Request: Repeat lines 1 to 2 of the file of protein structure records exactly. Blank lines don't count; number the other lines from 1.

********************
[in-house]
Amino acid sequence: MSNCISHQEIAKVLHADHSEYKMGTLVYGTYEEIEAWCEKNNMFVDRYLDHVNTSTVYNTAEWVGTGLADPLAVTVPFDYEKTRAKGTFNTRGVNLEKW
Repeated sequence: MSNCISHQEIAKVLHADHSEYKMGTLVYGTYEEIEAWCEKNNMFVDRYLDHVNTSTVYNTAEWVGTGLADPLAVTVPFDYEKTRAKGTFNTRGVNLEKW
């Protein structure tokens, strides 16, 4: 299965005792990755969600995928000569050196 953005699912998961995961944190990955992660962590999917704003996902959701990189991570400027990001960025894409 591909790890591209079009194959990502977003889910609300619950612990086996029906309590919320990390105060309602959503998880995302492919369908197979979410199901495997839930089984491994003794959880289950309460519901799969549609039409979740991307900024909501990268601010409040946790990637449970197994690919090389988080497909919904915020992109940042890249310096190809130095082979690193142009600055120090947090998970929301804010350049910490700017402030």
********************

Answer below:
[in-house]
Amino acid sequence: MSNCISHQEIAKVLHADHSEYKMGTLVYGTYEEIEAWCEKNNMFVDRYLDHVNTSTVYNTAEWVGTGLADPLAVTVPFDYEKTRAKGTFNTRGVNLEKW